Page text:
Sunday, October 2, 2016

Into the Woods

If you don't live in the UAE, you won't be aware that Dubai now has a rain forest. I start this post in such a glib manner because, so used are we to improbable man made architectural exploits, that creating a rain forest in one of the dryest places on earth seems positively sensible.


I was pondering the lack of international publicity for this intriguing project, because you know, it's a rain forest, with the emphasis on "rain", the wet stuff, that we don't have much of. But that is, as I say, pretty run of the mill when you compare it to under water hotel rooms and man made islands with their own artificial weather systems to create snow, yet The Green Planet is a pretty diverting morning or afternoon out. Particularly so during the long, hot summer when indoor only activities are necessary and you need something do other than shop, eat and moan about the heat.


As you can see from this pic*, you can get pretty up close and personal with the wildlife, and it's a different kind of experience from the all encompassing fish fest that is The Dubai Mall Aquarium. You walk in through a small aquarium exhibit, featuring examples of rain forest fish, then take a lift to the top floor. The structure is built around a giant artificial tree with a spiraling walkway that takes you down through the various levels of the jungle canopy until you reach ground level. Along the way you meet guides who explain the significance of the various species. The tree structure is inside a bio-dome or "greenhouse", for those of you who prefer to call a spade a spade.

I have a confession to make, my best beloved readers, for which you are likely to mock me really quite severely. I live in skyscraper land, "Vegas on steroids" "the world capital of skyscrapers" etc, etc, yet, I am afraid of heights.



I spent a couple of our years here living on the 22nd floor, and when we were unceremoniously kicked out of that apartment, we looked at one of the 48th floor *vomits* but enough was enough. I had visions of multiple falling deaths the first time we threw a party, so we moved to floor seven then eventually to floor four, and that is quite high enough for me.


The reason I mention this, is that while the Green Planet is of piffling height compared to some of the mega structures in Dubai, I mean, it's like the equivalent of four floors I think, the fact that you can lean over the barriers of the spiral structure to look down at the forest floor below, and that there are optional rope bridge type walkways, had me biting my nails and nervously hanging on to Desert Baby. The thing about taking a nearly 20-month-old, you see, is they have no sense of danger, and they can get a bit wriggly and thrashy when you try to pick them up and point them in the direction you want them to go, rather than, say, let them run up and down past the same exhibit for a solid half hour tripping up various people as they go. And having a thrashy wriggly toddler next to a chest high barrier on a slightly flexible-feeling structure in front of a sheer drop, is, for the vertigo sufferer, "ungood".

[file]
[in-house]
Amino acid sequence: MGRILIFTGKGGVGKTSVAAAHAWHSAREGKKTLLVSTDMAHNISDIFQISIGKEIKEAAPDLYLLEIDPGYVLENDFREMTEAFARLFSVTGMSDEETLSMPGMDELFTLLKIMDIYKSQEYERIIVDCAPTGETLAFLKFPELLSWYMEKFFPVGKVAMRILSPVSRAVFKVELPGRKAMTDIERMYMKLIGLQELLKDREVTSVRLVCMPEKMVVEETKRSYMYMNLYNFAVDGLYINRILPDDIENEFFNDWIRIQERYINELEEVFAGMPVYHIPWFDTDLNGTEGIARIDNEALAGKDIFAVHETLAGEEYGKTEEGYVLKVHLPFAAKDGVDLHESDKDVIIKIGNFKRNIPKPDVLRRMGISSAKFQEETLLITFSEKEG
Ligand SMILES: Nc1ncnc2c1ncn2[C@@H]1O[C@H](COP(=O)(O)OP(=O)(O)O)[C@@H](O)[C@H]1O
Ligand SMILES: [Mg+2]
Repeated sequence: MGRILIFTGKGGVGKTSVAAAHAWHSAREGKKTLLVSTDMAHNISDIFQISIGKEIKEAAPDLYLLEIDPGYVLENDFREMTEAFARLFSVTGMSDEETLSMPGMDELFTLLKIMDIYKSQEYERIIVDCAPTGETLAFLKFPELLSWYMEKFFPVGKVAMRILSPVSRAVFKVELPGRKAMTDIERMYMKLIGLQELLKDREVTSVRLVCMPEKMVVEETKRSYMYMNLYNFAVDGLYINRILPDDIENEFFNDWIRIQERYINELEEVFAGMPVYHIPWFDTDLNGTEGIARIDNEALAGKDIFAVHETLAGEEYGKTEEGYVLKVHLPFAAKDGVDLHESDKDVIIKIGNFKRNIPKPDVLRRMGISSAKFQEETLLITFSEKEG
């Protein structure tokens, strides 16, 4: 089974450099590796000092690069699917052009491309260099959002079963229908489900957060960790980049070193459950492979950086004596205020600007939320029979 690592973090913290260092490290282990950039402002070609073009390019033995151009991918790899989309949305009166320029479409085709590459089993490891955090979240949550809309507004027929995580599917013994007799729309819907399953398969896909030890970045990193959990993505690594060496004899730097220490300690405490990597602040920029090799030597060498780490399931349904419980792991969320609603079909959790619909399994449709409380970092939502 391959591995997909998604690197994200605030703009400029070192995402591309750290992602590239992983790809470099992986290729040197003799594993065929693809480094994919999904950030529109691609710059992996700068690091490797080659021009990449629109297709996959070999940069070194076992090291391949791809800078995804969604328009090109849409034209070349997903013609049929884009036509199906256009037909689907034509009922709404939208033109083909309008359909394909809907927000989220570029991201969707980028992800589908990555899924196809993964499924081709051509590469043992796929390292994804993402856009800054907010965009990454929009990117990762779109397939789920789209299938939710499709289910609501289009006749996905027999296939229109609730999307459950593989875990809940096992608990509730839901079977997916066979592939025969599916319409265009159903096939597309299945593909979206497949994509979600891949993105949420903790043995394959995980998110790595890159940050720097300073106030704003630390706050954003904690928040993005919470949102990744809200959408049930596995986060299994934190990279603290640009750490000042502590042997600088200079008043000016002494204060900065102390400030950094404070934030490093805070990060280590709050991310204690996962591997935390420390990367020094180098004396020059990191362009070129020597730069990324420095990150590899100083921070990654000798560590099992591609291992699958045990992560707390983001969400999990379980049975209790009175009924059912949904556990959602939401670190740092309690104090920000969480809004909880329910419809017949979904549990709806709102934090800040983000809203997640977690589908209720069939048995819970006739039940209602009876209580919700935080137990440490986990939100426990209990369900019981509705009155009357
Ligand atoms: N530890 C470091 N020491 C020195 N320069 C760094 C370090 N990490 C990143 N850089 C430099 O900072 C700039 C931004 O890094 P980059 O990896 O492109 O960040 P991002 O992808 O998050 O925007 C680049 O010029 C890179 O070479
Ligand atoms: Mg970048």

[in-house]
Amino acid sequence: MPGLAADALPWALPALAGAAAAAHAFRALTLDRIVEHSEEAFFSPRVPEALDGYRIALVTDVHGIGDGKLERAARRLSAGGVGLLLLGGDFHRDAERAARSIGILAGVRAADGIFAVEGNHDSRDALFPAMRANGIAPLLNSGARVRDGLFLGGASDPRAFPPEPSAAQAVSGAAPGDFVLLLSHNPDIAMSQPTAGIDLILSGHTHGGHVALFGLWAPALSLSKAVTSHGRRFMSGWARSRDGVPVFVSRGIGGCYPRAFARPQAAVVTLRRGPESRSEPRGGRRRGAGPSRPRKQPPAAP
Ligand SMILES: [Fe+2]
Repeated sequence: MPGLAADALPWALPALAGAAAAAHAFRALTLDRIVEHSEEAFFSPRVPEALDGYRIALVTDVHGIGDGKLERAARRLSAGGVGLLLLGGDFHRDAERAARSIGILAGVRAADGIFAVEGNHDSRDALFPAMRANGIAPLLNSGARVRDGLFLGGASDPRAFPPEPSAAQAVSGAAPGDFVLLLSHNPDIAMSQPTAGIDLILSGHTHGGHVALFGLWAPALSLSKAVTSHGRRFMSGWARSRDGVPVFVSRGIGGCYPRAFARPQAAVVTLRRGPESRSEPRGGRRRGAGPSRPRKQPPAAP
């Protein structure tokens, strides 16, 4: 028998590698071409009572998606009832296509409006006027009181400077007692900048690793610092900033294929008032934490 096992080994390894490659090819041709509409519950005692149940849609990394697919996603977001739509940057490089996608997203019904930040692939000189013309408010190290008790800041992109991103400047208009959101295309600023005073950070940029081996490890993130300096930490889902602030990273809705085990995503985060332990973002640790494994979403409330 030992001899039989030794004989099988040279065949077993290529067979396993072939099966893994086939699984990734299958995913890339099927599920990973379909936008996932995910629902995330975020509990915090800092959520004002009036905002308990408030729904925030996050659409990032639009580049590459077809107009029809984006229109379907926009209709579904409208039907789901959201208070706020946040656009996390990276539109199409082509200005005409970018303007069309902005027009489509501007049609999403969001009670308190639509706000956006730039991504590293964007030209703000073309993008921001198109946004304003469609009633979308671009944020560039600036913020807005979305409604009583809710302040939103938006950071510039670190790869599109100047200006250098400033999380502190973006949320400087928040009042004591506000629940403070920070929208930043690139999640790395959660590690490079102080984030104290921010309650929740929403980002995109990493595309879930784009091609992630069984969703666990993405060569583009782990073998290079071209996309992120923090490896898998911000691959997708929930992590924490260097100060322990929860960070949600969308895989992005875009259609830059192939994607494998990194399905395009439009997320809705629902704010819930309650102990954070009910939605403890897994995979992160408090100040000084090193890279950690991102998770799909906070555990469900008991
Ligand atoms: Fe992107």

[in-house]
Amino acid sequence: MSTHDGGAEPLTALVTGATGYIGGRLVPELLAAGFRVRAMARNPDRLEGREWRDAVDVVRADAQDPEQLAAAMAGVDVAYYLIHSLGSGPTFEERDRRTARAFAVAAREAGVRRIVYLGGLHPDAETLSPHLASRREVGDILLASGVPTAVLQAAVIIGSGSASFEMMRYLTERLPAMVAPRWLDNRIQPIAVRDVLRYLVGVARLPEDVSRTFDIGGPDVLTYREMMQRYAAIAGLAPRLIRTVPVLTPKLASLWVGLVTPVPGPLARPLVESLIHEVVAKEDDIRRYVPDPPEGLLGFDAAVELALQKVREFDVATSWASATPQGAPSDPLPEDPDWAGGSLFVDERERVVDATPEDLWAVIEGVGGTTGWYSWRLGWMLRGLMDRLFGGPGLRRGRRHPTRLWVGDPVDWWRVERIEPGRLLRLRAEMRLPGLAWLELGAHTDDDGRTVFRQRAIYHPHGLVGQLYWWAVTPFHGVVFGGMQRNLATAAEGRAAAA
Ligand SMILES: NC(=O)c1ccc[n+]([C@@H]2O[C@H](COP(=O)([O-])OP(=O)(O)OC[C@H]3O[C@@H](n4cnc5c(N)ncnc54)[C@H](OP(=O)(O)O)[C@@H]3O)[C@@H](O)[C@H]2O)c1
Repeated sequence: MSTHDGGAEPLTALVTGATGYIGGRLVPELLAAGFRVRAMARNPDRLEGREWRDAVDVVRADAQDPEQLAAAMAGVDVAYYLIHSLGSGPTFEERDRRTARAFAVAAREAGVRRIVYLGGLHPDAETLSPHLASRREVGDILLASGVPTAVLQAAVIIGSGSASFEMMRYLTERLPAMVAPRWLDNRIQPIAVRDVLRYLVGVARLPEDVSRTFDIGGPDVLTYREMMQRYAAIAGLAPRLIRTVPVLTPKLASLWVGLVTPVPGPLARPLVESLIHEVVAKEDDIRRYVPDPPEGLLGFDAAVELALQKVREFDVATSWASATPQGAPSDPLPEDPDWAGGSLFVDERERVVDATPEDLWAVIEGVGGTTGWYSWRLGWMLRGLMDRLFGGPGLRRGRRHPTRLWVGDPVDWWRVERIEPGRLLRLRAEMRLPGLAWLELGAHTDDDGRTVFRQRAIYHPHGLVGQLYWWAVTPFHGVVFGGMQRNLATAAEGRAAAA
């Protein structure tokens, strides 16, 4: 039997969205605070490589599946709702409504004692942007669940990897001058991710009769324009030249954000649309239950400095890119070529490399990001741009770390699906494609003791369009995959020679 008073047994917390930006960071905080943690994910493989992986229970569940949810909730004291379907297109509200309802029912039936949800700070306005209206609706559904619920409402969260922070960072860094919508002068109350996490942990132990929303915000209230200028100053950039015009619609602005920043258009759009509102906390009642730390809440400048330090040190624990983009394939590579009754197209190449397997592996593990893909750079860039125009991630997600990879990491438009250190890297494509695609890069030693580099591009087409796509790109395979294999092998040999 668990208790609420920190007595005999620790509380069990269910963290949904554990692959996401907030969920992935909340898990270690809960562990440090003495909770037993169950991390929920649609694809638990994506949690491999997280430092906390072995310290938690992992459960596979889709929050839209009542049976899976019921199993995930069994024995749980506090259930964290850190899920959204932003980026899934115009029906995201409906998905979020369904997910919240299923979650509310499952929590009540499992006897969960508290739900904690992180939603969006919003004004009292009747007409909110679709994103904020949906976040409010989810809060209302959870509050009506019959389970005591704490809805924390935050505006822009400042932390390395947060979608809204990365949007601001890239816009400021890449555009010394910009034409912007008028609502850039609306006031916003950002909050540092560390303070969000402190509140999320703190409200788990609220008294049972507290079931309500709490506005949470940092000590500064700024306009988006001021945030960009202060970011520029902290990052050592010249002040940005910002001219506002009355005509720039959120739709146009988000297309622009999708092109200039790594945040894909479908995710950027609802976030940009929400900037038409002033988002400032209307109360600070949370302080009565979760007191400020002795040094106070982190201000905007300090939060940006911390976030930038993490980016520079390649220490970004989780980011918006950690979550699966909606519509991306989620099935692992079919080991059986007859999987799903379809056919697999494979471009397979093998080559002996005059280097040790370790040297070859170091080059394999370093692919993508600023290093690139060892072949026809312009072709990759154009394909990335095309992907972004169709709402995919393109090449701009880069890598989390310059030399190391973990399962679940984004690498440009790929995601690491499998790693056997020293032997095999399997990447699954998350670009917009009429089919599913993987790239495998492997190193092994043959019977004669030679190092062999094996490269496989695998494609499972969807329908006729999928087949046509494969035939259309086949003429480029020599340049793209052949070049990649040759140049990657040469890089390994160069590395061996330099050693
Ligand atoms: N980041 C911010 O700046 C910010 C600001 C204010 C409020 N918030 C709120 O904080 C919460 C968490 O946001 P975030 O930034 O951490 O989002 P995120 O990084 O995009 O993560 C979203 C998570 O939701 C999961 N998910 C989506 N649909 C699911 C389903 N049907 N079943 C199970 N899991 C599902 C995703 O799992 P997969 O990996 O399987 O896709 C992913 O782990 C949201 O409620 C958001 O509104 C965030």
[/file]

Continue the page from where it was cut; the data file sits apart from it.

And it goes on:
Anyhoo. Please don't let this put you off visiting in any way. I am literally the world's biggest wuss about heights, and if you are not troubled by them, this will be no problem for you at all. I just thought the image of someone who lives in the land of mega buildings, and indeed, for now at least, the world's tallest building, who is afraid of heights, might amuse the heck out of you.


Practical stuff. The parental units among you will want to know if it's pushchair friendly. You can take them in, but they encourage you to leave them outside in the "stroller park" and to be honest, I think you're better without, as at busy times it would be a bit of a nightmare maneuvering the bulkier models on some of the narrow pathways. It's not loads of walking, so toddlers will manage it, possibly with a bit of a carry. Baby carriers are probably a better idea anyway because there's not much to see at buggy eye level.


It's not cheap - 95dhs per adult, 70dhs per child, and either under 3s or under 2s free, not sure which as both were indicated on signs. It's in the Entertainer, with a two for one adult ticket offer, and bound to be on other deal websites at some point. It opens at 10am until 10pm, except on Thursday and Friday when it is open until midnight. If you're keen, like we were (woken at dawn by toddler), then there is a little coffee shop next door when you can hang out until it opens and be first in the queue for tickets. I am told that if you go later in the day, the sloth is more likely to be awake, but, personally, considering his name, I would say there's not much point planning your visit around a sloth being awake or moving.

Bear in mind that the survival of the plant and wildlife species inside depend on conditions being kept similar to a rain forest, ie hot and steamy, so dress accordingly, particularly if you're the one wearing the baby.

It is definitely more than worth the visit, if nothing else, it is a much needed blast of green for us desiccated desert types, and, as is typical of Dubai, they have pulled out the stops with the architecture.

*All pics courtesy of Him Indoors and benevolent friends













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